And one of the most striking elements of Half of a Yellow Sun is how subtly the characters suffering increases. It seems to happen both slowly and then all-at-once. You’ll think you’re seeing suffering and then realize the true suffering hasn’t even begun and then realize that over and over and over again. You’ll look back at a scene 100-pages previous and be shocked with how much the characters situations have changed and with how much suffering you’ve become accustomed to as the reader. And then you’ll look back 100-pages later with the same shock all over again. For awhile you’ll convince yourself that there’s a certain type of joy that can be found in a people suffering together, and then you’ll come to realize that some human suffering reaches an extent so extreme that there’s room for nothing else.

Half of a Yellow Sun had a real impact on me and reminded me how and why literature can be so powerful. It’s a book I’ll never forget and one I’m sure I’ll be reminded of and return to frequently. I would tell anyone and everyone that it’s an absolute must-read. If you haven’t had a chance to read this novel yet, no matter how long your reading list is, put Half of a Yellow Sun at the very top.

Links: Chimamanda .com | Goodreads | Amazon

BOOK OF CLOUDS (2009)

downloadMy experience reading Book of Clouds suffered slightly from skewed expectations. I kept waiting for something to happen, for the story to really kick in to gear. Each time something out of the ordinary occurred, I’d think, this is it! Now the story really begins! And then it wouldn’t, at least not in the way I expected. In retrospect, I’m probably not the first person who’s read Book of Clouds and felt this way, and this is, in part, what Book of Clouds accomplishes.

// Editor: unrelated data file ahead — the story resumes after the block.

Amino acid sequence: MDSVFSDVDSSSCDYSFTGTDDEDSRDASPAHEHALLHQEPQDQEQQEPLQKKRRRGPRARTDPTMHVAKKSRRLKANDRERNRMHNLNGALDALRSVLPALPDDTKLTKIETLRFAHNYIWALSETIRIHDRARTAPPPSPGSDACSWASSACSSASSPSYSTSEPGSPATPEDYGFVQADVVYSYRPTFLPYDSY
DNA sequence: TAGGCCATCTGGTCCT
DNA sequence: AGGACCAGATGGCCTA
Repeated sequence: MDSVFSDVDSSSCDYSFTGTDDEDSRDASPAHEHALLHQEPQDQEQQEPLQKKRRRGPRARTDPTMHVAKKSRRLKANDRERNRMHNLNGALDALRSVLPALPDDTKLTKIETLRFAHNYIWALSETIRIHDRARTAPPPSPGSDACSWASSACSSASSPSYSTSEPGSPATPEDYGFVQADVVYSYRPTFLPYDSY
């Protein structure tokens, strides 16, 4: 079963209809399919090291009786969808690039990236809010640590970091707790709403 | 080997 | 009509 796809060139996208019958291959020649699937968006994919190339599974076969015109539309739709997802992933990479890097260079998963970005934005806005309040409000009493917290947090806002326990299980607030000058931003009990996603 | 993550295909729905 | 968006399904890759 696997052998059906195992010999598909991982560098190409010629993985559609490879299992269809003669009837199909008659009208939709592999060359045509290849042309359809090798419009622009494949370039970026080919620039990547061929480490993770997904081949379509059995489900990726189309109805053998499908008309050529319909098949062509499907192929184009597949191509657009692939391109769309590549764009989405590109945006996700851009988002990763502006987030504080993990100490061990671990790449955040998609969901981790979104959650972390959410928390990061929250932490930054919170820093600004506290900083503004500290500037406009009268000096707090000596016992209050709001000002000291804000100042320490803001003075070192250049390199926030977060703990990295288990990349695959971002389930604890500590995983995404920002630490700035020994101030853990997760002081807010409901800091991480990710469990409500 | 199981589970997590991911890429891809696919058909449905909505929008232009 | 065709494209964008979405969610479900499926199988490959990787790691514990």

The novel follows a young woman, probably in her mid twenties, living alone in Berlin, an expat from Mexico where the rest of her family still resides. The setting of Berlin is what drew me to this book. I’ve been fascinated with post-war Germany and specifically Berlin for a few years now, and so a novel about a foreign girl living alone in Berlin was appealing to me for obvious reasons.

Beginning early on in the book there are scenes that don’t seem quite real, for example when the protagonist reflects on a memory of seeing an old woman on a train who resembled Hitler so precisely that she decided it was indeed Hitler himself on the train with her. Every time one of these not-quite-real scenes occurred, I’d expect the story to transform into something else: something with magic, or a mystery, but it never did. Instead, it was almost disappointingly realistic. A chance encounter doesn’t become a great love. Her employer, an old historian, never really opens up to her; never spills his secrets, if he has any. There’s no one hiding in the attic apartment upstairs. People and places are left behind without a fuss or dramatic parting of ways. And to me, this is what Book of Clouds was about. It wasn’t particularly hopeful, but didn’t leave me feeling hopeless either; there was an absence of expectation- positive or negative. It was, even with the magically-charged moments or dream-like scenes experienced by the protagonist, strikingly real.